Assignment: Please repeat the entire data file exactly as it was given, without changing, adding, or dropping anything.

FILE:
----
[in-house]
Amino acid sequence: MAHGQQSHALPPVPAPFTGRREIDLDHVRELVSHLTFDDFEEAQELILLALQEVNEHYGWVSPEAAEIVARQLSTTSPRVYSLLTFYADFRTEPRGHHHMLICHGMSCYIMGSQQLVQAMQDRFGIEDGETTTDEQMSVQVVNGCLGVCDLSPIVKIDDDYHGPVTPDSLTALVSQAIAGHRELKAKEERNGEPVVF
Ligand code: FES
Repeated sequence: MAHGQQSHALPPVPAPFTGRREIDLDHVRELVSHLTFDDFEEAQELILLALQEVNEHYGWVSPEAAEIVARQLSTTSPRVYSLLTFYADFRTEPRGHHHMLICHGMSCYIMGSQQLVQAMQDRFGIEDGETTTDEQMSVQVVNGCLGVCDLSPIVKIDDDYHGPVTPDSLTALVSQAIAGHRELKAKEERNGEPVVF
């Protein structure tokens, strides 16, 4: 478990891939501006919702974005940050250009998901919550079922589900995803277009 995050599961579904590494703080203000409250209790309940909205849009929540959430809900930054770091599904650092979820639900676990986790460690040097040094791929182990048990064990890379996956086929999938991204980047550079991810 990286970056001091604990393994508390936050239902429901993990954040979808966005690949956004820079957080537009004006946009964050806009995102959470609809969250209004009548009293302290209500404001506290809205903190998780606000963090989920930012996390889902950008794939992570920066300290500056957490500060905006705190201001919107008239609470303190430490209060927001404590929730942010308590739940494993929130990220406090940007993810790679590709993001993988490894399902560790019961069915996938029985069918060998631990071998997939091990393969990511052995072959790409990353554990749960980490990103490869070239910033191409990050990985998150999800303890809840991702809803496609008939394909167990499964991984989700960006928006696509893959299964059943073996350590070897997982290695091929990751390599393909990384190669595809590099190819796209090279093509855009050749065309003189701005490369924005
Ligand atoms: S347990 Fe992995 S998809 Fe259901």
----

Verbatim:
[in-house]
Amino acid sequence: MAHGQQSHALPPVPAPFTGRREIDLDHVRELVSHLTFDDFEEAQELILLALQEVNEHYGWVSPEAAEIVARQLSTTSPRVYSLLTFYADFRTEPRGHHHMLICHGMSCYIMGSQQLVQAMQDRFGIEDGETTTDEQMSVQVVNGCLGVCDLSPIVKIDDDYHGPVTPDSLTALVSQAIAGHRELKAKEERNGEPVVF
Ligand code: FES
Repeated sequence: MAHGQQSHALPPVPAPFTGRREIDLDHVRELVSHLTFDDFEEAQELILLALQEVNEHYGWVSPEAAEIVARQLSTTSPRVYSLLTFYADFRTEPRGHHHMLICHGMSCYIMGSQQLVQAMQDRFGIEDGETTTDEQMSVQVVNGCLGVCDLSPIVKIDDDYHGPVTPDSLTALVSQAIAGHRELKAKEERNGEPVVF
């Protein structure tokens, strides 16, 4: 478990891939501006919702974005940050250009998901919550079922589900995803277009 995050599961579904590494703080203000409250209790309940909205849009929540959430809900930054770091599904650092979820639900676990986790460690040097040094791929182990048990064990890379996956086929999938991204980047550079991810 990286970056001091604990393994508390936050239902429901993990954040979808966005690949956004820079957080537009004006946009964050806009995102959470609809969250209004009548009293302290209500404001506290809205903190998780606000963090989920930012996390889902950008794939992570920066300290500056957490500060905006705190201001919107008239609470303190430490209060927001404590929730942010308590739940494993929130990220406090940007993810790679590709993001993988490894399902560790019961069915996938029985069918060998631990071998997939091990393969990511052995072959790409990353554990749960980490990103490869070239910033191409990050990985998150999800303890809840991702809803496609008939394909167990499964991984989700960006928006696509893959299964059943073996350590070897997982290695091929990751390599393909990384190669595809590099190819796209090279093509855009050749065309003189701005490369924005
Ligand atoms: S347990 Fe992995 S998809 Fe259901």